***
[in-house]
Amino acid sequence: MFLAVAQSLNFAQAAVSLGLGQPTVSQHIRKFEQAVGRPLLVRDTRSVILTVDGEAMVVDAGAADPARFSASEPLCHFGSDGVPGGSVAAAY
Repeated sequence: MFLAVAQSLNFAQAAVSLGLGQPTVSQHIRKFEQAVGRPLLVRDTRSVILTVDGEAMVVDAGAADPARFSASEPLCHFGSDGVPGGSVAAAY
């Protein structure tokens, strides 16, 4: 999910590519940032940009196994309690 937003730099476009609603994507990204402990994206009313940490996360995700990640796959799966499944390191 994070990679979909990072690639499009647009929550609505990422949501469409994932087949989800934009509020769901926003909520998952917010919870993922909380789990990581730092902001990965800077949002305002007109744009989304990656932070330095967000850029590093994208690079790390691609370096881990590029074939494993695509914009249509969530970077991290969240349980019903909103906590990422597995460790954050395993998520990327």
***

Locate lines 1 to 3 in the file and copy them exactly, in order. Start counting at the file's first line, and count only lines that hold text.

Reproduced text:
[in-house]
Amino acid sequence: MFLAVAQSLNFAQAAVSLGLGQPTVSQHIRKFEQAVGRPLLVRDTRSVILTVDGEAMVVDAGAADPARFSASEPLCHFGSDGVPGGSVAAAY
Repeated sequence: MFLAVAQSLNFAQAAVSLGLGQPTVSQHIRKFEQAVGRPLLVRDTRSVILTVDGEAMVVDAGAADPARFSASEPLCHFGSDGVPGGSVAAAY